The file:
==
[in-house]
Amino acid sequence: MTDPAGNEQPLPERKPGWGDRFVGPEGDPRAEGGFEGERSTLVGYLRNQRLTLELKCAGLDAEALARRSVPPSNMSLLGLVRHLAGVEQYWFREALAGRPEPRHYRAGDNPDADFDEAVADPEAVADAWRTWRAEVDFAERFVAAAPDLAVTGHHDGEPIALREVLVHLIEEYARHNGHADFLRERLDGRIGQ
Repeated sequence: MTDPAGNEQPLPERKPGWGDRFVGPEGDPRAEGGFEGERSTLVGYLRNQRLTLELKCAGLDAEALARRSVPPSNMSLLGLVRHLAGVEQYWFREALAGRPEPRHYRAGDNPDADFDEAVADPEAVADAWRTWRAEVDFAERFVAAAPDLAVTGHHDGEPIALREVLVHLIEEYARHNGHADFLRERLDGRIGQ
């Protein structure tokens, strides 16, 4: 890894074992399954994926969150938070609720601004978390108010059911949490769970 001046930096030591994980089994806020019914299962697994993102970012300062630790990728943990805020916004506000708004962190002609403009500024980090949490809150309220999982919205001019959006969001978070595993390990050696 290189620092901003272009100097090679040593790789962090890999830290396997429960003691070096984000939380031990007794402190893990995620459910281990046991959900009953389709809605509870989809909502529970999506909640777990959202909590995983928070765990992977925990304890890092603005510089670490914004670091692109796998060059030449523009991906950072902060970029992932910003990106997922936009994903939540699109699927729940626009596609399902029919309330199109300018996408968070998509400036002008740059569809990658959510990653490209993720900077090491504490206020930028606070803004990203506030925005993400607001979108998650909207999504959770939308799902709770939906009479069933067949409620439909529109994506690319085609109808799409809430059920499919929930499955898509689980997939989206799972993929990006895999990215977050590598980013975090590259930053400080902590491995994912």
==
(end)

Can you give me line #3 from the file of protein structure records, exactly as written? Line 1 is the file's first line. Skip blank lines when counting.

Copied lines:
Repeated sequence: MTDPAGNEQPLPERKPGWGDRFVGPEGDPRAEGGFEGERSTLVGYLRNQRLTLELKCAGLDAEALARRSVPPSNMSLLGLVRHLAGVEQYWFREALAGRPEPRHYRAGDNPDADFDEAVADPEAVADAWRTWRAEVDFAERFVAAAPDLAVTGHHDGEPIALREVLVHLIEEYARHNGHADFLRERLDGRIGQ